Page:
”I’m sorry”, I said. ”There must have been a terrible mix up in the delivery. With all these letters. Of course you will be compensated for –”

”Just read the rest of them, will you Mr. Postman.” She looked defeated, and I guess that’s exactly what she was.

”This one is a letter for Mr. Lapwing. Sent in the early seventies.”

”Around the time when he ran away and left me, then.”

”Well… maybe. Yes, that seems right. The letter is from someone named Susan Green, and it’s very short. She writes that she can’t meet him at the station after all. That she has decided to stay with her family and that it’s over between them.”

”So he didn’t run away with her?”

”No, it doesn’t seem so. But he still sent you divorce papers, they’re here in the next letter.”

”I won’t sign them.”

”No, you don’t have to. Here’s a parcel from the police here as well. They got no answer at the door and couldn’t reach you on the phone. It’s from 1985. Mrs. Lapwing, I’m sorry to say it, but your husband is dead.”

”This whole time? Dead?”

”I’m afraid so.” I lowered my head, but then remember that she couldn’t see me.

”There’s only one letter left. Do you want me to open it? It’s from last year.” She nodded, and I tore open the envelope. ”It’s from Becca.” This instantly caught her attention. ”She writes that everything is great and that she’s starting a new job. There’s a photograph in here, too. It’s of two women and two children. The kids seem to be in their early teens. They are all smiling. One of the women has long, brown hair and –”

”That’s my Becca. Oh my God, that’s my little Becky…”

”There’s the same phone number at the bottom of the page. You could call her.”

She reached for the photograph and I gave it to her. She caressed the glossy surface with her pale fingertips and tears again started falling from her eyes. I knew she couldn’t see the picture at all. ”My little Becky…”

I had no letters left. I rose hesitantly. ”Mrs. Lapwing, I’m sorry but I have to go. I hate to leave you like this, but I have many other houses to visit. And I’m terribly sorry these letters haven’t reached you until now, I understand how horrible this must feel…”

She just continued stroking the picture, and I slowly backed away. ”I will make some calls”, I said. ”I will tell the phone company to come here and fix your phone. And maybe someone from the social services too. To, you know, come check that everything is okay with you. Help you out with things around here.”

I paused at the door, but got no response. ”Of course I will report this terrible misconduct to the post office, too. Things like this shouldn’t happen. Ever.”
I hated myself when I turned my back on her and left the house the same way as I had come, my delivery bag much lighter but my heart significantly heavier.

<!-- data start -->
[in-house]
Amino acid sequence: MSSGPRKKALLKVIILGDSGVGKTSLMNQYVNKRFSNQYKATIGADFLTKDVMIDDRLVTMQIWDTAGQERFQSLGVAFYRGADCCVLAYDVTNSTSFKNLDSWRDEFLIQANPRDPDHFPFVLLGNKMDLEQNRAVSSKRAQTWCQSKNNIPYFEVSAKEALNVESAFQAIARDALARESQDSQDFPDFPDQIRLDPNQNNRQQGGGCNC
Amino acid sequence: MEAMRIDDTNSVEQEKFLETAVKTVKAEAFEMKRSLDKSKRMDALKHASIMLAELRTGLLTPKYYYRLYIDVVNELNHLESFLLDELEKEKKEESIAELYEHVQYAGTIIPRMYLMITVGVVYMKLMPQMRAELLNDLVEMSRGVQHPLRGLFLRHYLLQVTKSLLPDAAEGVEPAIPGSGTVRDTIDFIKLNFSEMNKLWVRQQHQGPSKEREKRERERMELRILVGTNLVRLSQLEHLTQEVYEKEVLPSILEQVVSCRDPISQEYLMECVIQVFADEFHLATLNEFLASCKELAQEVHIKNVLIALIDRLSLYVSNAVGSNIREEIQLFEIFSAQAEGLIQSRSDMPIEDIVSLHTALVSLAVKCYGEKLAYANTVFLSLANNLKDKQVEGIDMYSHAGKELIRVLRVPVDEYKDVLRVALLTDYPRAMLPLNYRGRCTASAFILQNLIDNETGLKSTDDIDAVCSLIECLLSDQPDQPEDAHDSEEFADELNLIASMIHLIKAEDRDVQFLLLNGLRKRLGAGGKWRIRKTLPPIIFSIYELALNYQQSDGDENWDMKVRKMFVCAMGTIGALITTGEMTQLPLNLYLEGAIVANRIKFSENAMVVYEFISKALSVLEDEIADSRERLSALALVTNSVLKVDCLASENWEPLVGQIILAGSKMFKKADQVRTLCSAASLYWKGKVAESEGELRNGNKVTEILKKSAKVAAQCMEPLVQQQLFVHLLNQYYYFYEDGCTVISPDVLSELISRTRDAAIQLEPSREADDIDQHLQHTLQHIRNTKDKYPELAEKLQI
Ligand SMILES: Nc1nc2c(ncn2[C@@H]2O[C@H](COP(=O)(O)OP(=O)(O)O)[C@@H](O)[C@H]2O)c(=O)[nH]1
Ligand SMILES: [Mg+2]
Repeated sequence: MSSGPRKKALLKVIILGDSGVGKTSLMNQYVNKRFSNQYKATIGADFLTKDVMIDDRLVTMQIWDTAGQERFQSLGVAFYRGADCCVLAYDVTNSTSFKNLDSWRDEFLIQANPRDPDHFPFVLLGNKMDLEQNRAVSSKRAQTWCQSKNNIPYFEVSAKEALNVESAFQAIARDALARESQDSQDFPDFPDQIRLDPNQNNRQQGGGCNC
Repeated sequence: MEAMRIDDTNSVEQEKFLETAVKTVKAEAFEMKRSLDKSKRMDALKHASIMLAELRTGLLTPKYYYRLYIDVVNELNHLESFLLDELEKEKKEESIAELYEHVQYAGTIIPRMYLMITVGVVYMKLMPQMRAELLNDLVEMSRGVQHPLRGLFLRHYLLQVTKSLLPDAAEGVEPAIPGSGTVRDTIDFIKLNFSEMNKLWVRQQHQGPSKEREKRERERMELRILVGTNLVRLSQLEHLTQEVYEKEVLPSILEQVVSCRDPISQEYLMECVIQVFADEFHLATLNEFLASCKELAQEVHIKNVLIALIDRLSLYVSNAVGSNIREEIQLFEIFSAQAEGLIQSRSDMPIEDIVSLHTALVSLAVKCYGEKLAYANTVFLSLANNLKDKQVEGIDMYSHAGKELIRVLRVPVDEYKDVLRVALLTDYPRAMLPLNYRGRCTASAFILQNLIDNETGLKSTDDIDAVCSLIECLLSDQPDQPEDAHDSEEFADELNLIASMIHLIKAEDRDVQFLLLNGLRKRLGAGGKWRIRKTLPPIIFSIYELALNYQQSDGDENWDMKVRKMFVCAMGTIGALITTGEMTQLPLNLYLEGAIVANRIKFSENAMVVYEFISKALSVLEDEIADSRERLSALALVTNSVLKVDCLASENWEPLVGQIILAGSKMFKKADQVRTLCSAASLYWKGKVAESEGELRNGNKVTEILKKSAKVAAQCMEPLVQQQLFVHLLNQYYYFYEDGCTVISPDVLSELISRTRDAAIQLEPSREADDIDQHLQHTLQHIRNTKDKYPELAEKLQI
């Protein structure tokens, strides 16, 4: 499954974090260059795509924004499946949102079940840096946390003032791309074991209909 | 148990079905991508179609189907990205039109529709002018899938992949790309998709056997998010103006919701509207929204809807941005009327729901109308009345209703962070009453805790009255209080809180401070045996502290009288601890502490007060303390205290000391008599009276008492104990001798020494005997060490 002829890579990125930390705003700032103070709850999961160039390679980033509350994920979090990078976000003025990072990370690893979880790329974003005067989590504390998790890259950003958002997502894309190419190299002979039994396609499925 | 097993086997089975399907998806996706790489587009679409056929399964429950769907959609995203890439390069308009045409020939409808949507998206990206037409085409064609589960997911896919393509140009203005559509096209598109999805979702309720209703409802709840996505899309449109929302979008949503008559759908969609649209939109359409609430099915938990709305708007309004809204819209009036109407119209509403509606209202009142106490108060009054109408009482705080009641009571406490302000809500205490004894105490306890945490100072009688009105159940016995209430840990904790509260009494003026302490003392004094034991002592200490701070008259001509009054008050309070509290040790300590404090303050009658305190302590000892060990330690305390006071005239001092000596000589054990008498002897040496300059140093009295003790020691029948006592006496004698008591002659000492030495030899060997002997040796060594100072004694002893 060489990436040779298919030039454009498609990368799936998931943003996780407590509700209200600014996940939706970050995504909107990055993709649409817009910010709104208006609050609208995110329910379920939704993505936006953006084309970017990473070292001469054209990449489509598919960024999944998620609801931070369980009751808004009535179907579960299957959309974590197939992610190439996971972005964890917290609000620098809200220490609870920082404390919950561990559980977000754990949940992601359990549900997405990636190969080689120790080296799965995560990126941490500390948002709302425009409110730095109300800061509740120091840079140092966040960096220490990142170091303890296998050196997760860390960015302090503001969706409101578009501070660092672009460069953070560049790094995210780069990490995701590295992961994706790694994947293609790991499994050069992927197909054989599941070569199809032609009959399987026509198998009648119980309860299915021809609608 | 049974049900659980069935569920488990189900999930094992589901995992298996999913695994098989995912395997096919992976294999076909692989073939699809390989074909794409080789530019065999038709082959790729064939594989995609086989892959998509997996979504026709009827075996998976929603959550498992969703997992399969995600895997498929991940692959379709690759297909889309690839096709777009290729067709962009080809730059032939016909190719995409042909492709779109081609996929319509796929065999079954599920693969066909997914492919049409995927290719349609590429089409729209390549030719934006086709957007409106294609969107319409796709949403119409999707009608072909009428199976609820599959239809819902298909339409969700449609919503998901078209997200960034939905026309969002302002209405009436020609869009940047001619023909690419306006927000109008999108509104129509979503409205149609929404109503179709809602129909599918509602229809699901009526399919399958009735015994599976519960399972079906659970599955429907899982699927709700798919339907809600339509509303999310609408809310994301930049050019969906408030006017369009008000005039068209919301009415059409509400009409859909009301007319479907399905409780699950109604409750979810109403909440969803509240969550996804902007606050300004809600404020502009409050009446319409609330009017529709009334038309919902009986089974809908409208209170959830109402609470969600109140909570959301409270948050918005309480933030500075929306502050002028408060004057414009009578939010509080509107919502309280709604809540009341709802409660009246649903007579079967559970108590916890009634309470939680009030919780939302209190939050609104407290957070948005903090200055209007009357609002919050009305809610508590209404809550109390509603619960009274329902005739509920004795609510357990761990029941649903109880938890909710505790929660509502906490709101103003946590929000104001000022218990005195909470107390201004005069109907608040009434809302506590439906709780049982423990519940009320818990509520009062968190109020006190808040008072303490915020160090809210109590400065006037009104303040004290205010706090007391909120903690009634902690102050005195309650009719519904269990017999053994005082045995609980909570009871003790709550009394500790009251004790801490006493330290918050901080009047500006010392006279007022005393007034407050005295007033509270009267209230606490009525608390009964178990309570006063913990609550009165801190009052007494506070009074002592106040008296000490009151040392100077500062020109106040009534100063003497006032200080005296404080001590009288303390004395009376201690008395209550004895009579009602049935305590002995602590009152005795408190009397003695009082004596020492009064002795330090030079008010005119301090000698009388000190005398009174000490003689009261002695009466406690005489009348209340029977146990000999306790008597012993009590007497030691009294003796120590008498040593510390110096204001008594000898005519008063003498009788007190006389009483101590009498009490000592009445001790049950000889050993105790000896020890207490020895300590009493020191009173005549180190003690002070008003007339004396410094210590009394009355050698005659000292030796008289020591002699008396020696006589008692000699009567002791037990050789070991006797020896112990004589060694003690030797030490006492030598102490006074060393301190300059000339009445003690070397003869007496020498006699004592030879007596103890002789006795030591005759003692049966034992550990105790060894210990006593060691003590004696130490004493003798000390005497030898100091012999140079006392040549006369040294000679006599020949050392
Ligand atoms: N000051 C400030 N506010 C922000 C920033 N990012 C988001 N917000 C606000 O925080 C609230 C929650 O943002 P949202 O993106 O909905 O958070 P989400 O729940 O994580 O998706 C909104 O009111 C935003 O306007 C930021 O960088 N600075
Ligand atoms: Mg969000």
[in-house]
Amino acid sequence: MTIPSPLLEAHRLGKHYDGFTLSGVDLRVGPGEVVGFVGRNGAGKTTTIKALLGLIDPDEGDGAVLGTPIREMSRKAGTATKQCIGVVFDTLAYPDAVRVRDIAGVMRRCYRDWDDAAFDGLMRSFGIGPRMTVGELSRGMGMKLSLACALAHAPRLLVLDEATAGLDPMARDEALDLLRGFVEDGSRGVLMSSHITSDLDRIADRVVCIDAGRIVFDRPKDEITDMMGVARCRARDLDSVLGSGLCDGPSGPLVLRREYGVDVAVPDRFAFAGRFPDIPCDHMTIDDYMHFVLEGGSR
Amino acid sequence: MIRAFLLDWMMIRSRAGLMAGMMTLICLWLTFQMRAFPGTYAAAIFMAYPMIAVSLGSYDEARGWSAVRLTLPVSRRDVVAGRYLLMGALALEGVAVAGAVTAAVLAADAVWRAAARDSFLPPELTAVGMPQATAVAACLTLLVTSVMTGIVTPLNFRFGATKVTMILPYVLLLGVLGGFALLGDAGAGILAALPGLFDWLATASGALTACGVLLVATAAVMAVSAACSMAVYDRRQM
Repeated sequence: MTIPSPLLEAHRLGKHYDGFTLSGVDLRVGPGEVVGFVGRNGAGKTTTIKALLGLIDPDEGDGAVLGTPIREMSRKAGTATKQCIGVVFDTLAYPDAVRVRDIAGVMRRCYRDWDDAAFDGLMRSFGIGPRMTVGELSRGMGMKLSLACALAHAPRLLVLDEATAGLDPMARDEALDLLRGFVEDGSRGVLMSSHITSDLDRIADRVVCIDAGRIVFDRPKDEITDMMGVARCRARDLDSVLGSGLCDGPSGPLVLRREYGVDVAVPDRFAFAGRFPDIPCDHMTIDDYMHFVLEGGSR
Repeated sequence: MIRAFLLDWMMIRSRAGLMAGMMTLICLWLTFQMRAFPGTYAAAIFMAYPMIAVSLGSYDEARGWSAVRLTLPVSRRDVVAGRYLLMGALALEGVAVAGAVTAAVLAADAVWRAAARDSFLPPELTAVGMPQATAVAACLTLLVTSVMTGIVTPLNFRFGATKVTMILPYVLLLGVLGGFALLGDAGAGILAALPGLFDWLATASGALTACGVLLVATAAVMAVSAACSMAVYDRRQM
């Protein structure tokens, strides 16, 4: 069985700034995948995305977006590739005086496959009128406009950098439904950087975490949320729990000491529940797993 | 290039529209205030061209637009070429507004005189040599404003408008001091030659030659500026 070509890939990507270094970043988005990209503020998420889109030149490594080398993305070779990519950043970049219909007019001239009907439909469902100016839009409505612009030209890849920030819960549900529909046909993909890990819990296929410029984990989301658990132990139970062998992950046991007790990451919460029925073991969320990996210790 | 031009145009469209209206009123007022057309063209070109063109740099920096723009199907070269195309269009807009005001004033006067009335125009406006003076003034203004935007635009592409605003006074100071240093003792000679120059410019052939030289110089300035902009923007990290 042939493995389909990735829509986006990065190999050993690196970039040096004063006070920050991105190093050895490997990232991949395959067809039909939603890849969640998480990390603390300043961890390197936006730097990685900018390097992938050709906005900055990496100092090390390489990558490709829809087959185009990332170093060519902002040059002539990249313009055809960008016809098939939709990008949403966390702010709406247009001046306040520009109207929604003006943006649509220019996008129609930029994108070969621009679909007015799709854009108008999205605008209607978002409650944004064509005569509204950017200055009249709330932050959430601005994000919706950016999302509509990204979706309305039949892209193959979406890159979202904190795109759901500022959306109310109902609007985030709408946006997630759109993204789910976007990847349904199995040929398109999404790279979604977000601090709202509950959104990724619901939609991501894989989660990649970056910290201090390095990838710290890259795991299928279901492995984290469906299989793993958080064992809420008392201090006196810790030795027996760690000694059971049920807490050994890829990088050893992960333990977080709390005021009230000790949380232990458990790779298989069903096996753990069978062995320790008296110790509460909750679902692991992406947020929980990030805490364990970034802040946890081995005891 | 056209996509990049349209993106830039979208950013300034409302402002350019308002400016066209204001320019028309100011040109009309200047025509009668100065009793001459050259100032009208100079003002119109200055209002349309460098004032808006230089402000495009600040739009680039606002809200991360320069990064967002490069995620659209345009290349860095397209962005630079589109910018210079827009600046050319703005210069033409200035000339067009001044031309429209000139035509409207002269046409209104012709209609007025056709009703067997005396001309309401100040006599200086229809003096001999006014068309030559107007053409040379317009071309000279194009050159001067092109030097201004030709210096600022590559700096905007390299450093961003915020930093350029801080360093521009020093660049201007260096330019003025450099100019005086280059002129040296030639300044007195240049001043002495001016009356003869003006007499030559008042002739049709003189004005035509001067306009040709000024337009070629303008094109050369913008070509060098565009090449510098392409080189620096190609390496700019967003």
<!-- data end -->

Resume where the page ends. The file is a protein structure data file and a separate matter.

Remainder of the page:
I borrowed a phone in the next house over and made the calls I had promised to make, and some more I came to think of as I did so. Mrs. Lapwing had suffered terribly at the hands of the system. It was almost as if the entire establishment had gone out of its way to conspire against her. But now, finally, everything would be put right. I had seen to that.

I completed my round in less than an hour, and decided to double back on my route back to the office. I wanted to make sure that someone had heeded my reports and gone to check on the poor Mrs. Lapwing. And quite correctly, when I approached the old house I could see several police cars on the driveway and by the street in front of it. There was also an ambulance, and I was instantly worried.

I ran up to one of the officers. He had just finished a phone call and put the phone back in his pocket. ”Excuse me”, I said. ”But I was the one who called earlier. About Mrs. Lapwing. How is she?”

The officer looked me up and down and frowned. ”So you’re the one who called? Good, I know some people who would like a serious word with you. We got the impression that the woman was alive.”

My worry and guilt peaked. ”Oh my god, isn’t she? I was only gone for a hour, and –”

”What are you talking about?”, the officer said. ”It’s good that she was found finally, but we don’t appreciate being lied to. This woman has been dead for several years. If you would please come with me here…”

I followed. And as I did so, I again let my eyes wander towards the old house. The dark windows watched unblinkingly and in silence as the covered stretcher was carried out into the autumn air, leaving the house again to its quiet calm, memories of laughter and sorrow and long forgotten secrets.